The gdb remote serial protocol includes notifications, packets that require no acknowledgment. Both the GDB and the stub may send notifications (although the only notifications defined at present are sent by the stub). Notifications carry information without incurring the round-trip latency of an acknowledgment, and so are useful for low-impact communications where occasional packet loss is not a problem.
A notification packet has the form ‘% data # checksum’, where data is the content of the notification, and checksum is a checksum of data, computed and formatted as for ordinary gdb packets. A notification's data never contains ‘$’, ‘%’ or ‘#’ characters. Upon receiving a notification, the recipient sends no ‘+’ or ‘-’ to acknowledge the notification's receipt or to report its corruption.
Every notification's data begins with a name, which contains no colon characters, followed by a colon character.
Recipients should silently ignore corrupted notifications and notifications they do not understand. Recipients should restart timeout periods on receipt of a well-formed notification, whether or not they understand it.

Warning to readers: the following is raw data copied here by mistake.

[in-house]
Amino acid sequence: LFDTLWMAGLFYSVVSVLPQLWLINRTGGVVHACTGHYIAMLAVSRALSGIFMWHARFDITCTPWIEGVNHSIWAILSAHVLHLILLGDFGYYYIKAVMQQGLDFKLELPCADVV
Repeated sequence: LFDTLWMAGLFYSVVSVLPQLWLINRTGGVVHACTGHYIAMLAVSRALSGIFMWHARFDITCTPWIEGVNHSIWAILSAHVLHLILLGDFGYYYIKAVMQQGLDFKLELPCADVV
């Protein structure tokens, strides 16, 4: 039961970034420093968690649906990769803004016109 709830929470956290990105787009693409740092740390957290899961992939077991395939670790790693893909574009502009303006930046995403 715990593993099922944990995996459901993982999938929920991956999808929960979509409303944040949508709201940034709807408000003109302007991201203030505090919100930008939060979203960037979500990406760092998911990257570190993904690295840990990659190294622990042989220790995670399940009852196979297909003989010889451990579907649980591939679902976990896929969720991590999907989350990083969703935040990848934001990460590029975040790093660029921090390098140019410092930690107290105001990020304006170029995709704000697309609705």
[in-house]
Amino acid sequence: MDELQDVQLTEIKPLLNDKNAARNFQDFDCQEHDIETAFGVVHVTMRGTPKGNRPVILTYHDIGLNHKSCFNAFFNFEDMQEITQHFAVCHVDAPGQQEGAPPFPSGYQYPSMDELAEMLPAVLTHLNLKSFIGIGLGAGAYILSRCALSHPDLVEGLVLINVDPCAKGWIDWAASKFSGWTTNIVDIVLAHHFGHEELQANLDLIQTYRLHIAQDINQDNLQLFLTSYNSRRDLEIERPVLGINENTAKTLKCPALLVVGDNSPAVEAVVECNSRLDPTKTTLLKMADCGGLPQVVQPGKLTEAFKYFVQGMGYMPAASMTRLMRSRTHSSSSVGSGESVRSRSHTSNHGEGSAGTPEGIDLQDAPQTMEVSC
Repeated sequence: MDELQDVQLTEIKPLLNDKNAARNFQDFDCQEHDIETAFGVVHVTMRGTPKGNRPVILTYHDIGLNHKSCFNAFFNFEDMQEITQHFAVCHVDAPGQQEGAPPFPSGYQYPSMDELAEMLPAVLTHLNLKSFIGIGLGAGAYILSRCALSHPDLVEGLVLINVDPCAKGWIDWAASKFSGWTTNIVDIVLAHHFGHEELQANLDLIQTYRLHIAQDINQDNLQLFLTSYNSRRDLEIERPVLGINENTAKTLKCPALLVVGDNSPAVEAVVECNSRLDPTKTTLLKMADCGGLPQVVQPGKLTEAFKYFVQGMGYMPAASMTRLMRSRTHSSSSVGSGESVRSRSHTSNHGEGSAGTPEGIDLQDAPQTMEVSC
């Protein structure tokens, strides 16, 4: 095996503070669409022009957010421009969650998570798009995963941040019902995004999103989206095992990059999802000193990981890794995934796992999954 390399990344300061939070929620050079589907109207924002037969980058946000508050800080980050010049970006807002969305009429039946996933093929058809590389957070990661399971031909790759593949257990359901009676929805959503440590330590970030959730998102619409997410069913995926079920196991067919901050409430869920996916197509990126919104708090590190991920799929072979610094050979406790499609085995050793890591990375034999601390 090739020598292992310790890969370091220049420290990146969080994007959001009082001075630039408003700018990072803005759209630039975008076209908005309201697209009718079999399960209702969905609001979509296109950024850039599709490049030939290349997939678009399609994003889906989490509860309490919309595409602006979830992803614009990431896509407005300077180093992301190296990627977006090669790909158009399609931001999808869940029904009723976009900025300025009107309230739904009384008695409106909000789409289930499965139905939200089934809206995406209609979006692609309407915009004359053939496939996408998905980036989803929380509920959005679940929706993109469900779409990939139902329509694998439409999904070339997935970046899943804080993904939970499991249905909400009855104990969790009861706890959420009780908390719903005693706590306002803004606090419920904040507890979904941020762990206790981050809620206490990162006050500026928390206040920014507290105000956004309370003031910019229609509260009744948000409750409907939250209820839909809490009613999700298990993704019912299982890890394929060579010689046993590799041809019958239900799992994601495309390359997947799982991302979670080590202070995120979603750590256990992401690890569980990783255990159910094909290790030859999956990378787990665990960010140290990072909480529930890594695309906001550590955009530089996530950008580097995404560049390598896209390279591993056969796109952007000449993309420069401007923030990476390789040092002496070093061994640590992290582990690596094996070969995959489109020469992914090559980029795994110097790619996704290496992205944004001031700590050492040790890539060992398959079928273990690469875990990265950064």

Senders should only send the notifications described here when this protocol description specifies that they are permitted. In the future, we may extend the protocol to permit existing notifications in new contexts; this rule helps older senders avoid confusing newer recipients.
(Older versions of gdb ignore bytes received until they see the ‘$’ byte that begins an ordinary packet, so new stubs may transmit notifications without fear of confusing older clients. There are no notifications defined for gdb to send at the moment, but we assume that most older stubs would ignore them, as well.)
The following notification packets from the stub to gdb are defined: